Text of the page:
There’s no perfect way to evaluate how a senator votes, but one metric I like is Progressive Punch’s Progressive Score vs. State Tilt. What this rating attempts to do is to compare the progressivism of members compared to what you’d expect considering what state they represent. Based on that, Sherrod Brown has the most progressive score and Chris Christie-appointed Jeff Chiesa has the least progressive score. Lamar Alexander ranks 72nd, slightly less progressive than Jeff Sessions and slightly more progressive than co-senator Bob Corker.
As I said, this isn’t a perfect measure, but it’s meaningful. And it means that Lamar Alexander is far from the most liberal member of the Republican caucus in the Senate. But Lamar is getting a primary challenge anyway.
Tennessee state Rep. Joe Carr (R) announced Tuesday that he will challenge Sen. Lamar Alexander (Tenn.) in the Republican primary.
On local radio, Carr said he was running because Alexander was “the most liberal” member of the state’s GOP delegation…
…A coalition of Tea Party groups published an open letter last week urging Alexander to “retire with dignity” rather than seek a third term.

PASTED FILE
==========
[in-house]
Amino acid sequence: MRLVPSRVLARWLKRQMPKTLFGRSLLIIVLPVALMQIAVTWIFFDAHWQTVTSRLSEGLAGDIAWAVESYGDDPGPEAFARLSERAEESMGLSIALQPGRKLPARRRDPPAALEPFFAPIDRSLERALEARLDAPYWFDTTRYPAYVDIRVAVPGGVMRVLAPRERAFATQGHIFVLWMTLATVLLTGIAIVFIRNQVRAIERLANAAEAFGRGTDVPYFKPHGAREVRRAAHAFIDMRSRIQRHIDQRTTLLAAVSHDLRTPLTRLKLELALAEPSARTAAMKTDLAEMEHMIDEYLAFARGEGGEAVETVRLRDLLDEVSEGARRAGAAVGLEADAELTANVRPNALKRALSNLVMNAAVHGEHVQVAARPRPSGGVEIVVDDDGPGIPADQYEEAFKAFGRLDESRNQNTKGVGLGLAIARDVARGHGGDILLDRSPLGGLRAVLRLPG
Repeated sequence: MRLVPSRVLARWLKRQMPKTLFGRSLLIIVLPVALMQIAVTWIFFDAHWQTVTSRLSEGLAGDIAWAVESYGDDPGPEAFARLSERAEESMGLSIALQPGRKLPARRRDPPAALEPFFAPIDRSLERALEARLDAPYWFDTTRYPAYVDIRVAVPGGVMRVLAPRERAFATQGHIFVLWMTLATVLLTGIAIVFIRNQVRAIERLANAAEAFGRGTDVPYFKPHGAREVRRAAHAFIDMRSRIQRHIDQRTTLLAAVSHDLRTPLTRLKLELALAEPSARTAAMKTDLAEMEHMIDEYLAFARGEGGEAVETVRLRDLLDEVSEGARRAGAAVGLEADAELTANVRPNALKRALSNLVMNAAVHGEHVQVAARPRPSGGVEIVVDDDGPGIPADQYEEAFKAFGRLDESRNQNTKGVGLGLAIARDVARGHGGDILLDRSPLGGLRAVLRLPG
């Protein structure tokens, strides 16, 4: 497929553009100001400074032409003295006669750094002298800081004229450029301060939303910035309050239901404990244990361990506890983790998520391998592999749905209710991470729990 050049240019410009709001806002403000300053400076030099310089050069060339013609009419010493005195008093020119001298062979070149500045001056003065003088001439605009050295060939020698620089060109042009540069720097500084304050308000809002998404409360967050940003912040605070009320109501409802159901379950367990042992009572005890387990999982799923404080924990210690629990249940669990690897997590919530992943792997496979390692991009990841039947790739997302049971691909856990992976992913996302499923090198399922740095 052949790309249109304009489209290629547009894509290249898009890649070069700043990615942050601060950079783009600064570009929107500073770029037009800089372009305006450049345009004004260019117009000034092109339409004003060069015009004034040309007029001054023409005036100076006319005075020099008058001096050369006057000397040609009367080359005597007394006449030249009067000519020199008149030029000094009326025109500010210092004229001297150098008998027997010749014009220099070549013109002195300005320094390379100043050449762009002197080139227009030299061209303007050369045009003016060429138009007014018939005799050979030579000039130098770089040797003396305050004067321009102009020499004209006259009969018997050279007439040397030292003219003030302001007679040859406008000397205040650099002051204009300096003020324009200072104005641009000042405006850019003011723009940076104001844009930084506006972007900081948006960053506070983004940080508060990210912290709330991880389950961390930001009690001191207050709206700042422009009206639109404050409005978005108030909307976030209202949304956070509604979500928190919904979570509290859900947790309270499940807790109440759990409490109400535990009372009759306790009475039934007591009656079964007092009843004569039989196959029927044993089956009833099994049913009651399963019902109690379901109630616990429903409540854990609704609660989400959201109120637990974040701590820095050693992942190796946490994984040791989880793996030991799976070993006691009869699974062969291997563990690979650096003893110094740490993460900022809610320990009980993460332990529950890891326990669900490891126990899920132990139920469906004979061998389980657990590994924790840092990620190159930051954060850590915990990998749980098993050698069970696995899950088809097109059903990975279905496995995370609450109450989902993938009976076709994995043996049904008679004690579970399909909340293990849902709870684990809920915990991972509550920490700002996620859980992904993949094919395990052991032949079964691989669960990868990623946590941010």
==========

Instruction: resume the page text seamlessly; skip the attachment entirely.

“Unfortunately, our great nation can no longer afford compromise and bipartisanship, two traits for which you have become famous,” the letter read.
Back in 2011, Lamar quit his leadership position within the party.
“Stepping down from leadership will liberate me to spend more time working to achieve results on the issues I care the most about,’’ Mr. Alexander said in a Senate speech.
That decision probably was related to the debt ceiling fiasco. I am not sure if Lamar really has the desire to stay in the Senate but, so far, he’s given no indication that he plans to retire. In any case, he’s at least a moderate in the sense that he’s interested in legislating and knows that compromise is necessary. That doesn’t mean he votes like a liberal, though.